August is Worldwide Parenting with PTSD Awareness Month
Feeling alone in a crowded room
When an invite finally came, it took everything in me to make it and I was usually late. Most times I didn’t attend because cooking one potluck dish seemed like cooking for 30 people on Thanksgiving. I needed to be social yet it was the hardest thing for me to put myself out there.
I couldn’t talk about what really was on my heart. I couldn’t bleed quite the way others could. It was mostly curb talk. You know,
“Nice lawn you got there. Is that a John Deere lawnmower?”
“Why thank you. Where did you get those beautiful roses? How do you manage aphids?”
It’s something to talk about but it’s nothing of substance or consequence and nobody really is listening or cares.
I was starving for intimacy. No longer did I have my husband to speak to or give me hugs. The tactile withdraw was overwhelming. My kids couldn’t hug or hold me like my husband did but friends could get close. They did the best they could but I needed to be held for a solid 30 seconds as often as possible. I actually needed to be able to trust someone with what’s going on, to share feelings and be connected. The lack of these resulted in feelings of isolation and exacerbated feelings of low self esteem, loneliness and shame.
I participated in many, many, many of these conversations at church. While my heart was shattered in a million pieces and my kids were still shell shocked from their father’s death, I still had no one.
In a room full of people, I was alone … still. I wanted to talk about how to get my house clean despite sleeping all day because of I was grieving my husband’s death.
I asked one woman in choir to take me under her wing, that I was desperate for a mother figure. Best decision I ever made. We are very close friends and I’m glad God highlighted her for me. My only regret is we didn’t meet earlier.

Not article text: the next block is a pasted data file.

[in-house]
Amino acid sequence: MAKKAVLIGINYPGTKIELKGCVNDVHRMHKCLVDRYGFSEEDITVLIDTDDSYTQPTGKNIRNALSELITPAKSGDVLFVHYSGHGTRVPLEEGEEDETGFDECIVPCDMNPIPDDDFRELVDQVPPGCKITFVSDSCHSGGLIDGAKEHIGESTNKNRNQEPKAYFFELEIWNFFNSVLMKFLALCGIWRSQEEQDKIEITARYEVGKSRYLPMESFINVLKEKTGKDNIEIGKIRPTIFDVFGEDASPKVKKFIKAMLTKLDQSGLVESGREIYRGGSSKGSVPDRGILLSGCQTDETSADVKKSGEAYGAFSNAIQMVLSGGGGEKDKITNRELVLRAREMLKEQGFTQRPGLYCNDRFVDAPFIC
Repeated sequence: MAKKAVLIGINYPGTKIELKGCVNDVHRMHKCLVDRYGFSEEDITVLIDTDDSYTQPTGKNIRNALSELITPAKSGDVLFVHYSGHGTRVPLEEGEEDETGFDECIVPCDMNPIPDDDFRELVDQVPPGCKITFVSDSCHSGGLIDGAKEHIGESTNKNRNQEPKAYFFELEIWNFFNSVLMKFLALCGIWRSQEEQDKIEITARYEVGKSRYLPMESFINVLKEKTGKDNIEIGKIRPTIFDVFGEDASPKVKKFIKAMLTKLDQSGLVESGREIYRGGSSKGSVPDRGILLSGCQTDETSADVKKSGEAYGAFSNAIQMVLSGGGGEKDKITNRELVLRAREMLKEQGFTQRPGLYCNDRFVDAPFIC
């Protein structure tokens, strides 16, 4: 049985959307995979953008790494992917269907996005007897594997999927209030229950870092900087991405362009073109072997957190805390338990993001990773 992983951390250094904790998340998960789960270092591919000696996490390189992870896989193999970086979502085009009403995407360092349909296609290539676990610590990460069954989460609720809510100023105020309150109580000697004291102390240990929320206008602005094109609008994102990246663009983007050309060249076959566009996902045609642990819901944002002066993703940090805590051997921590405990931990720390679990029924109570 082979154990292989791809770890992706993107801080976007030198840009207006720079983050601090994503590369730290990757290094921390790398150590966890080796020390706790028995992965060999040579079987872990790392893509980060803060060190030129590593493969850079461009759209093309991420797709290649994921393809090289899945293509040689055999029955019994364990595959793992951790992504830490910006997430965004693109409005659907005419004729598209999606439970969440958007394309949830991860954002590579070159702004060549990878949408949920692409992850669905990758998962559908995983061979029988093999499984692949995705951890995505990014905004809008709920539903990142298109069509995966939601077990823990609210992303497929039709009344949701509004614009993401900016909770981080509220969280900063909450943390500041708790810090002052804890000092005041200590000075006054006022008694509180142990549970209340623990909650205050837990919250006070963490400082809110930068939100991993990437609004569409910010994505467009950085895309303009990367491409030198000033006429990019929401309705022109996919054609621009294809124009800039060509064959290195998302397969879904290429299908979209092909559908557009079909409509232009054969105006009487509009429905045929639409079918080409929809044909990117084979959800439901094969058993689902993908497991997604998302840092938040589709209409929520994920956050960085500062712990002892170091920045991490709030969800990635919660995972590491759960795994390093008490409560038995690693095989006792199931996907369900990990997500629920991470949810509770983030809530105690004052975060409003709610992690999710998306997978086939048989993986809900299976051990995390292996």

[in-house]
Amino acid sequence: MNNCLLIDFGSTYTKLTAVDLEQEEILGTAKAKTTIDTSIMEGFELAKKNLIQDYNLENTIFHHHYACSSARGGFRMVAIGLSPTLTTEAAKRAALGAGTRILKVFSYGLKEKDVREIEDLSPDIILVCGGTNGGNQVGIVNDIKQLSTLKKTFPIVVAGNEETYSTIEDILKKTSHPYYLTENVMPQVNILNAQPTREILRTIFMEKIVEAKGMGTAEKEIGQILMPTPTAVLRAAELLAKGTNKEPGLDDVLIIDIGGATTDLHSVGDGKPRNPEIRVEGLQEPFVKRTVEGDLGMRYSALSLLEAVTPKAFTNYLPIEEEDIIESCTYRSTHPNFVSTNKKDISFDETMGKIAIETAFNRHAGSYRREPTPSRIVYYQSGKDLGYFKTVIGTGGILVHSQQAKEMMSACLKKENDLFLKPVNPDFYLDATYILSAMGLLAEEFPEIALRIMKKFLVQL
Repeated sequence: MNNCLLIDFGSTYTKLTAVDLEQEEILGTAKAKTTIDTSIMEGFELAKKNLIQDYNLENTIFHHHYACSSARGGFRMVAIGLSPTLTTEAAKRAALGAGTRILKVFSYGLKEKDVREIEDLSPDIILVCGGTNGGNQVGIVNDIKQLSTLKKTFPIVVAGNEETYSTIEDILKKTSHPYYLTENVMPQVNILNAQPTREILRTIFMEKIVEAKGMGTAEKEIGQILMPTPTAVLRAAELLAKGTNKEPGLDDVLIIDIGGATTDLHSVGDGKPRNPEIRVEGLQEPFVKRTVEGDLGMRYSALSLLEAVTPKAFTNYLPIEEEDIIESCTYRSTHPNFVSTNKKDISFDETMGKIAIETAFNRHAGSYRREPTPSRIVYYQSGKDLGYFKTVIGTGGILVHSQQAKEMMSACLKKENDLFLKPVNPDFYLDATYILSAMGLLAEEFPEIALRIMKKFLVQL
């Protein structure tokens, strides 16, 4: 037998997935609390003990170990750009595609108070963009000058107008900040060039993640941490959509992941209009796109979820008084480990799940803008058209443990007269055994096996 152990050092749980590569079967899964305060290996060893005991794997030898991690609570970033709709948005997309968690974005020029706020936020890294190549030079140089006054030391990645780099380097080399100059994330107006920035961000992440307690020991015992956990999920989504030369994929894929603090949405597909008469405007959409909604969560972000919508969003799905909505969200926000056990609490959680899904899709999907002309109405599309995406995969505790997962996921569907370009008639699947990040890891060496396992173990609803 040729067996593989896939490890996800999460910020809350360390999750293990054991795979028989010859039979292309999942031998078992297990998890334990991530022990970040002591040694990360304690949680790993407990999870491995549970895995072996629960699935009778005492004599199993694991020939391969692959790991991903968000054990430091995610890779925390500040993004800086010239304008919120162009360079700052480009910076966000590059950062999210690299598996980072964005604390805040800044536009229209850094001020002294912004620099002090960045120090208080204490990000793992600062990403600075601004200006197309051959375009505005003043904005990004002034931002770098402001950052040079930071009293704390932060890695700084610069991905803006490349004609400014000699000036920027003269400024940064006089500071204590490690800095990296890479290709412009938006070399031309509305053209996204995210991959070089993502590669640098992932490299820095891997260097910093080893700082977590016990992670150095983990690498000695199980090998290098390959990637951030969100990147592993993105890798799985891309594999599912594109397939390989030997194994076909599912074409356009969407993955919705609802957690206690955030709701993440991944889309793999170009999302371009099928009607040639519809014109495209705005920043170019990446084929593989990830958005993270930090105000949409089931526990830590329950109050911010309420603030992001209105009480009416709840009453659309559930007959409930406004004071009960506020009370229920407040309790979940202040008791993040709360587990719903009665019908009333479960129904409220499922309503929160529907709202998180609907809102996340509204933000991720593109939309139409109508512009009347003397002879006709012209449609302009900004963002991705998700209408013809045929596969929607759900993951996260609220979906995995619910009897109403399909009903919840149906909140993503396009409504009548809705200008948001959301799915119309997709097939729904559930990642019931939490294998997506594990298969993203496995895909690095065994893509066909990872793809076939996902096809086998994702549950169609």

When I lost the house, I needed help painting and packing. A former mentor said, “You have to remember: People are busy.” I just don’t remember than anywhere in the Bible but there it was. The ugly truth. People didn’t have time to be compassionate. The village was too busy to help one another.
What I really wanted were Amish friends where the whole church and town would stop what they were doing, help me prepare to sell the house by painting and cleaning then pack and move me. No such luck. A few people dropped by to help but that was it. I was left to pack up a 1,600 sq. ft. home with a two-car garage and move into a 600 sq. ft. one bedroom apartment.
To my new church’s credit, a few church elders corralled a few good men who did the heavy lifting. I was incredibly grateful.
It’s not only about me …
My only motivation for getting out of the house were the kids. Other kids were there so I redoubled my efforts to get there to be free of their care if only for a few hours. I was determined to make my kids’ lives as normal as possible despite my problems.
I knew people and volunteering were keys to my survival. Cutting myself off would be social suicide for all of us. Team sports were critical for the kids. I volunteered to offset costs or if it was simply mandatory. It made a huge difference to them. They saw me demonstrate my love and not simply give it lip service. I cared about them and their social lives. I remember how important it was to me while I was in school so I made it a priority for them.
I modeled how to have friends but not just any friends. I had to show them what good friendships looked like. What they learned was being popular was not important. I showed them good friends were not a popularity contest. Good friends were few and far between. To have good friends is to be a good friend, care deeply and love sacrificially.
I demonstrated volunteering in our community was for our greater good and very important. When I reached out my hand to help someone I didn’t know, I was making connections that can change lives for the better including my own. They saw me sponsoring women. They came with me to 12-step recovery family events and watched me setup/tear down, clean up, etc. They learned my favorite words were, “What can I do to help?”
One more thing
I modeled that it’s okay to call our family therapist our best friend. He was in it and remained committed to us for life. He said he had us on belay and he was right. He was the anchor we needed. He was the “God with skin on” we were searching for.
Posts in 2017 series
Managing abreactions, exhaustion and letting kids be kids
Modeling healthy friendships despite profound loneliness
Breaking the cycle of loneliness takes work
Go outside and play today!
Women, Blacks, Latinos have higher rates of abuse
Managing compound-complex parenting
Drinkin’ and druggin’ make parenting even harder
Risky behavior, self neglect aren’t life sentences
When food becomes a weapon
Managing rage, ground rules around kids
Managing hostile relatives, false accusations, head games
Parenting: If it’s not hard, you’re not doing it right
Third Annual Worldwide Parenting with PTSD Awareness Day is here!